The Battle of the Mounds

27 Nov

I can’t explain why the “Battle of the Mounds” sequence has been sticking in my head recently. The track from the Conan the Barbarian soundtrack hasn’t come up in my playlist for a while. Haven’t rewatched the movie. It’s simply there, occupying my headspace, occasionally muttering something about the grim fate that awaits all flesh. Or something. But as long as it’s up in there, it has to pay rent. I need to get something out of it, for writing or game design. And the thing that leaps to mind is the skill challenge.

The skill challenge of D&D 4e is a curious beast. Its closest relative that I’m experienced with, on one hand, are the extended rites from Werewolf where other players can contribute to the overall success. The closest relative on the other hand is combat — a situation where all players are expected to take turns contributing, possibly with an initiative order. If you boil it right down, it’s non-combat combat: the structure of organized participation from everyone at the table, trying to overcome an obstacle in common. It’s rather unlike the skill checks made by one or two players that leave the rest waiting for an obstacle that’s more their speed.

Skill challenges were a flawed thing that never really caught the gaming world on fire for a variety of reasons. I kind of suspect it’s because they have the same weaknesses as 4e combat: they’re so structured that they make fantastic set pieces but don’t necessarily make good impromptu challenges to strew liberally throughout an evening’s play. They can be improvised, of course; and to some extent I think they need to be open to at least some improvisation. I don’t want to decide ahead of time what will and won’t work, and it doesn’t benefit my players that much to be handed a short list of viable options. But it’s the set pieces that justify the concept.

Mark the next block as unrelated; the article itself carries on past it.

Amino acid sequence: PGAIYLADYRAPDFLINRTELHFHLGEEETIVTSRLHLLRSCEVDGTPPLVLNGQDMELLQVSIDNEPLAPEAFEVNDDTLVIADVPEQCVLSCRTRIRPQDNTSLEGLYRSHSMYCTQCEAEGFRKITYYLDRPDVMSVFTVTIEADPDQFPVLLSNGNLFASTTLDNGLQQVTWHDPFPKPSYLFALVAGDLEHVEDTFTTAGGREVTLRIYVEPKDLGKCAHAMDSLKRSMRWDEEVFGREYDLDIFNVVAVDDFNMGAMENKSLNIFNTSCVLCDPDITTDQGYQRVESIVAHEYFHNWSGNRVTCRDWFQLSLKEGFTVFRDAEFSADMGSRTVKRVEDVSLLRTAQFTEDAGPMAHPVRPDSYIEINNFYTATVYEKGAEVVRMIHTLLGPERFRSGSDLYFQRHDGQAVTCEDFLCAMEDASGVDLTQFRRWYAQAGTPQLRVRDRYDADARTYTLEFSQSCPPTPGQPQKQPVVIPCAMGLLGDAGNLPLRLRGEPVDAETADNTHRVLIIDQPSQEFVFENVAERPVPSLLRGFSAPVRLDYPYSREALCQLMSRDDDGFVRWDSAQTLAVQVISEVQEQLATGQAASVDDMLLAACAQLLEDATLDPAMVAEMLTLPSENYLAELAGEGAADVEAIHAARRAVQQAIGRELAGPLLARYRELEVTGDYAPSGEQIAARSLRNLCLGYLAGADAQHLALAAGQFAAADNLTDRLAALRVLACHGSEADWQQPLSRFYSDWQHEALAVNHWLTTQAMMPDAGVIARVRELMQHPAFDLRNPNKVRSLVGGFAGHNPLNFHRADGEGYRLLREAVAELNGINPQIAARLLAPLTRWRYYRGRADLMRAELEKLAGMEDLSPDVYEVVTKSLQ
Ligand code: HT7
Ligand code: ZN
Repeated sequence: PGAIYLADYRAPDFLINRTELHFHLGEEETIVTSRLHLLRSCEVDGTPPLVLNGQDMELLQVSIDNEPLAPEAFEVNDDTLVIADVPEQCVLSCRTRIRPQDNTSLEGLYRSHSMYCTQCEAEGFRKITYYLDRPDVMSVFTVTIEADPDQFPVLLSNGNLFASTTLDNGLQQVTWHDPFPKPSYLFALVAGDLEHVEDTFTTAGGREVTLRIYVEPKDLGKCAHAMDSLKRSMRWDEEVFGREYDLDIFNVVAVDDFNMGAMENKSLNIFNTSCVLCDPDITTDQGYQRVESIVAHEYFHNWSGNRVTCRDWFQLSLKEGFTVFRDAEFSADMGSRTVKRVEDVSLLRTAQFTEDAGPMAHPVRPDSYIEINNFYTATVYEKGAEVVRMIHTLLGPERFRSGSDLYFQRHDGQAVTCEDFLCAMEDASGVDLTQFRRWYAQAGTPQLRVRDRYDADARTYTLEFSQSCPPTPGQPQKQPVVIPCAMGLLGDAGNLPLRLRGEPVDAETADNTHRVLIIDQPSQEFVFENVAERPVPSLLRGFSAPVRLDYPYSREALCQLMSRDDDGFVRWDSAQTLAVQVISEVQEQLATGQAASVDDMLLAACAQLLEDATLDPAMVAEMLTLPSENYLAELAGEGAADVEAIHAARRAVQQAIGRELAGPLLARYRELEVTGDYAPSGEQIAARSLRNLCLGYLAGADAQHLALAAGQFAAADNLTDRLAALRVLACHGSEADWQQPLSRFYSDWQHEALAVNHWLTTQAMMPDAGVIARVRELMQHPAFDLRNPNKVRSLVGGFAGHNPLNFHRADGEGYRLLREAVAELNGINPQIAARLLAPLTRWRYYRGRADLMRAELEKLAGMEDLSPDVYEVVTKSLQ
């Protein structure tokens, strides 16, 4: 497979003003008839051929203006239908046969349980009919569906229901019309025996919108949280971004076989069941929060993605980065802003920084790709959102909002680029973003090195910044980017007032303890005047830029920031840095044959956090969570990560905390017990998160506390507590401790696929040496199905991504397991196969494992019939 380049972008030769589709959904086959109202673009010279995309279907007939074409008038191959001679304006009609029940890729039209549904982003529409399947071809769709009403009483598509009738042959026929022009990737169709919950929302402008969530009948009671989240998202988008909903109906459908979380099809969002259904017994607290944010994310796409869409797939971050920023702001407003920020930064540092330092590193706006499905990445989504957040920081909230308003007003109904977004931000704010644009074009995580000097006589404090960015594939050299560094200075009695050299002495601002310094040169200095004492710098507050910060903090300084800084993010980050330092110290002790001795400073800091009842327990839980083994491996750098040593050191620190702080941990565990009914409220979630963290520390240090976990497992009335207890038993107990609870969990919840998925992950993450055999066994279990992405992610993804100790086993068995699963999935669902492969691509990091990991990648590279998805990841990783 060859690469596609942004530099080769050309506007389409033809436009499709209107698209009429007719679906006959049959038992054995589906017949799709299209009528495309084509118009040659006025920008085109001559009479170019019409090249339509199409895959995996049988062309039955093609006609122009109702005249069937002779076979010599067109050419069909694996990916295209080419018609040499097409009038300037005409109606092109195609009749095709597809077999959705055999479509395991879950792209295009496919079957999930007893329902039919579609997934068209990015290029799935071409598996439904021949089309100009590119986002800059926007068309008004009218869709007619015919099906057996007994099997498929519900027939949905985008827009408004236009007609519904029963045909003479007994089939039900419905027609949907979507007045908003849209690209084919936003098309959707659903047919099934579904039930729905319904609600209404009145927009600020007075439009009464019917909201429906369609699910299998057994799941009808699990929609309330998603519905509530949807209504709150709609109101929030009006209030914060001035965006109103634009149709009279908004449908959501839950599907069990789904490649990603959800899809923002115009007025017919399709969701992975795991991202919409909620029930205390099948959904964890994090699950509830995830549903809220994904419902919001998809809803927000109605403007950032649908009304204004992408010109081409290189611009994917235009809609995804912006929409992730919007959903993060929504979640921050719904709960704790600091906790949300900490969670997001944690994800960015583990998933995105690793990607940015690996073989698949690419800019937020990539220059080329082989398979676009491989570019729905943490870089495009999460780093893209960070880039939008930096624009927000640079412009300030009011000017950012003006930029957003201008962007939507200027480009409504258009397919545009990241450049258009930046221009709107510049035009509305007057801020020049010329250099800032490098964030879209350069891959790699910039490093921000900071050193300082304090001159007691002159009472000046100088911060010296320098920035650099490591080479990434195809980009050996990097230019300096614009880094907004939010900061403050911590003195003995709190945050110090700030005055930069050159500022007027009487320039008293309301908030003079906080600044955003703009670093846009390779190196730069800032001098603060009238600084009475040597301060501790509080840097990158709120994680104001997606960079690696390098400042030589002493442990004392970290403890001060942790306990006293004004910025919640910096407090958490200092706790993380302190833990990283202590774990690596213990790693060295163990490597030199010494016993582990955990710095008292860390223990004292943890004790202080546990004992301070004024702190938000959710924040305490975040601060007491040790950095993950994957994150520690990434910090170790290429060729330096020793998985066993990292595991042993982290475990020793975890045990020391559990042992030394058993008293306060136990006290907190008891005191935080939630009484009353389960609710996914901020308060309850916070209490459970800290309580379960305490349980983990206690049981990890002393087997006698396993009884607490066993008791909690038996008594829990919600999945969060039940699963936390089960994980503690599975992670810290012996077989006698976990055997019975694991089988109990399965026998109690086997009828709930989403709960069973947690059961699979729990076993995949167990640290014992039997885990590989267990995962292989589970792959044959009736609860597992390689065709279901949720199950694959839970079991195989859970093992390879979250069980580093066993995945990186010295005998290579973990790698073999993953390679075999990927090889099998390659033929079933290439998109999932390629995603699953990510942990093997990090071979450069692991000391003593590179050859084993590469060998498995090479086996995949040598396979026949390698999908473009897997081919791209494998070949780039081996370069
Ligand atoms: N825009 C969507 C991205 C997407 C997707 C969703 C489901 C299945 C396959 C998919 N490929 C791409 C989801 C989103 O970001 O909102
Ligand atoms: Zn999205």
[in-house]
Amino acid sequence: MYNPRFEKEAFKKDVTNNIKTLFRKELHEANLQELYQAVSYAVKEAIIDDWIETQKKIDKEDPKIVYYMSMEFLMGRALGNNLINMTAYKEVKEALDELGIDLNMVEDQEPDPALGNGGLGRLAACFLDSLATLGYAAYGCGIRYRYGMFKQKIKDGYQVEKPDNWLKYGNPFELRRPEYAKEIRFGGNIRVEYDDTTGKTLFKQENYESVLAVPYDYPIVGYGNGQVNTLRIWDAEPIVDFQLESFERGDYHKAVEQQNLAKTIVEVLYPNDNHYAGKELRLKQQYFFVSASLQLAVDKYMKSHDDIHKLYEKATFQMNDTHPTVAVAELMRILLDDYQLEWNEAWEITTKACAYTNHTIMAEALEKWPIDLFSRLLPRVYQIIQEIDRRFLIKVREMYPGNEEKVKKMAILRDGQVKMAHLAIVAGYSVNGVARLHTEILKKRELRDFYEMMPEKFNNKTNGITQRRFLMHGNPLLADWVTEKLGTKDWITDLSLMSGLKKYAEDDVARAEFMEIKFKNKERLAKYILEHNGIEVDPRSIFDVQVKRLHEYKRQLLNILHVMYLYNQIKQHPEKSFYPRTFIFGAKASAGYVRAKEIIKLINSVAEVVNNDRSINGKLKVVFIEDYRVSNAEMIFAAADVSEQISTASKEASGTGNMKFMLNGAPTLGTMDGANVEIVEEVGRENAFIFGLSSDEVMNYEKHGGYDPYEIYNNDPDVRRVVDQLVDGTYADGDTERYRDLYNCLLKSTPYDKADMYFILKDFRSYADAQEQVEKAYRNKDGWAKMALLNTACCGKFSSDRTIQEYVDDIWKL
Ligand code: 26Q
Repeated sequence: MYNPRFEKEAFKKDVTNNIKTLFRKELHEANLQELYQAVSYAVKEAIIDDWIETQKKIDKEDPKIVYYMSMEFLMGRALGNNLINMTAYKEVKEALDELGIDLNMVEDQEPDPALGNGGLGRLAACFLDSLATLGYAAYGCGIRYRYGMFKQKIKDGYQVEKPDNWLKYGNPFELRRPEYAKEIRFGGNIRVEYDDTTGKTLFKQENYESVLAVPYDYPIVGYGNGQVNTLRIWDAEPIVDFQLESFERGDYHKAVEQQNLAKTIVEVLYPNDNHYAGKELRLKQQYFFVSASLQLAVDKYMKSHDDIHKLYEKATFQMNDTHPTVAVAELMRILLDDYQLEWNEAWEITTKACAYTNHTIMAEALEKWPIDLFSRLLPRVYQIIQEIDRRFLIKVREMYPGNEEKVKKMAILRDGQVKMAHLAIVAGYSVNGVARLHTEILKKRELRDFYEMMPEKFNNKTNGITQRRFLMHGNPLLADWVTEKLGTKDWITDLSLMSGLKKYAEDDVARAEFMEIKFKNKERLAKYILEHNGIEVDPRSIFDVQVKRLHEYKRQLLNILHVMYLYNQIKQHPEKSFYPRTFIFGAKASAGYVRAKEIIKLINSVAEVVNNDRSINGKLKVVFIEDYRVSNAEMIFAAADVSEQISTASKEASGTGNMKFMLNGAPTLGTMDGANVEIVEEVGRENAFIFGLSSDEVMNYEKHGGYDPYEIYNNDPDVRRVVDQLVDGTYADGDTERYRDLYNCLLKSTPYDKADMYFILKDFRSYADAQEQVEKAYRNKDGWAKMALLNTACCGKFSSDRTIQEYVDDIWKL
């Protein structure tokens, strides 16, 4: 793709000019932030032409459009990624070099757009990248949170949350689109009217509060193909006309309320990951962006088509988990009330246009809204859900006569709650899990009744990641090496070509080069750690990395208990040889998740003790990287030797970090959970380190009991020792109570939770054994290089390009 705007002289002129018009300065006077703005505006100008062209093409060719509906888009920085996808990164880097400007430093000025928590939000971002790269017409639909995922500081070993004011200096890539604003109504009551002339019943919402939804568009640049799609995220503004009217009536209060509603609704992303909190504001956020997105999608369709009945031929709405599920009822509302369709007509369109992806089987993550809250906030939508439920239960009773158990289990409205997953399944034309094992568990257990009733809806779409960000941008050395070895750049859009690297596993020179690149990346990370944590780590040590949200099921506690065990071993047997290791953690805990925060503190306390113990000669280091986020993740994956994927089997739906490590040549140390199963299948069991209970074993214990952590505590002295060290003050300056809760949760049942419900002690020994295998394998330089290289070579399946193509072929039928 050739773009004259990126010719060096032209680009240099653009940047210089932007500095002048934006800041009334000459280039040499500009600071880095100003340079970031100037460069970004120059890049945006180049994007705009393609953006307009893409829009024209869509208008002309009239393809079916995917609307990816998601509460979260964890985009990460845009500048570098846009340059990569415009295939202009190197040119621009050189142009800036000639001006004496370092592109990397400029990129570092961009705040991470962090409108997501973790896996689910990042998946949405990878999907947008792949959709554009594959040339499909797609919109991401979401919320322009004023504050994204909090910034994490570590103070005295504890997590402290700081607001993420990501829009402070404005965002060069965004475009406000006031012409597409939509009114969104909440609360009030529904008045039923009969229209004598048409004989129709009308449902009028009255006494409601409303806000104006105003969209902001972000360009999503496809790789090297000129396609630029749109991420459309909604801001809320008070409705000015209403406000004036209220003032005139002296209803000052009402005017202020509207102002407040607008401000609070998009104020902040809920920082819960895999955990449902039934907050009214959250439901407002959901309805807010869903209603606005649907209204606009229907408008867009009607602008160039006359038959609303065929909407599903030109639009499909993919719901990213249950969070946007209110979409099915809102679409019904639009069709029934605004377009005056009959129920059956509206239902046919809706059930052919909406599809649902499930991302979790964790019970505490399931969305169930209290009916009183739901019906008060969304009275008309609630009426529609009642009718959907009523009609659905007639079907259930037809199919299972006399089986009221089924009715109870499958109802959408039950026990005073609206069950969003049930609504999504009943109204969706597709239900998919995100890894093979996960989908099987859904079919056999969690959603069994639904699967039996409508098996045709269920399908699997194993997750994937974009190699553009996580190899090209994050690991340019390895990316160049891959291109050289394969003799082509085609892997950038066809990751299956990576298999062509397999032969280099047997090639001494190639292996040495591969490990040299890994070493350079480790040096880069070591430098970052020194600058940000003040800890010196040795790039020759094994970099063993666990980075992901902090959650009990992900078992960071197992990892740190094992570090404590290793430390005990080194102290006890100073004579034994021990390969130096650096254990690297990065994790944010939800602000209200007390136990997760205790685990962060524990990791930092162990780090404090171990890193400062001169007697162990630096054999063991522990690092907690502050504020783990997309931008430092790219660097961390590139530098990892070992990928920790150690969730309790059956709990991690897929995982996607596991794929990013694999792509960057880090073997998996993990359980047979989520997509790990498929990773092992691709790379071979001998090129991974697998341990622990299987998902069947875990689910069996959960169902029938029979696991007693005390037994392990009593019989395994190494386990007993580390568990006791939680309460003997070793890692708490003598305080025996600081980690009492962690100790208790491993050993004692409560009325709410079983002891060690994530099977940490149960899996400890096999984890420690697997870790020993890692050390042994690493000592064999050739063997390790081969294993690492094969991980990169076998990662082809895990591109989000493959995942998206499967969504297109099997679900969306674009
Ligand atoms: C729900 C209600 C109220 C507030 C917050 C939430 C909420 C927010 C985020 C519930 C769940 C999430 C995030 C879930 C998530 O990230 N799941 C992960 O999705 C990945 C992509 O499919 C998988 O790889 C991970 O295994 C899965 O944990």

The Battle of the Mounds is a great example of a skill challenge. At a guess, I’d say that it involved some Endurance checks for physical labor, some Bluff checks to set out “bait” for the traps, some Thievery or Dungeoneering to set traps with moving parts, perhaps some Perception to suss out the best approaches for enemies, and right at the end where Conan prays, a botched Religion check. Wait, his dead girlfriend showed back up. Maybe it was a critical success!

The point of such a skill challenge isn’t that “pass” means you go on with the adventure and “fail” means you’re stuck. I see it more as a sliding scale of utility. Every success removes a mook from the upcoming fight, maybe two, in gloriously described fashion. Every five successes removes a named character (like poor Sven-Ole Thorsen). You keep rolling until you get enough failures to halt the challenge normally, which represents you running out of time and having to cover up all the working traps. You could also structure it such as successes granting you extra bits of fortification, or adding traps to the battlefield. Whatever suits.

I honestly could see this working with other game systems; a big extended roll to fortify the caern before the Black Spiral Dancers get there, for instance, or some sort of communal batch of die rolls in Shadowrun. There are other cinematic examples that could work just as well or even better, to boot. Consider The Seven Samurai/The Magnificent Seven: that just adds social die rolls to the mix, as you try to inspire and discipline the peasantry.

And the practical upshot of all this is that you get a set piece that leads into a set piece. Pretty climactic stuff. Ideal for cueing up the Poledouris and letting the slow build of “The Battle of the Mounds” shift into the combat music.

Or you could put “Montage” from the Team America soundtrack on instead. Hey, I don’t judge. Much.


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Posted by on November 27, 2012 in Uncategorized


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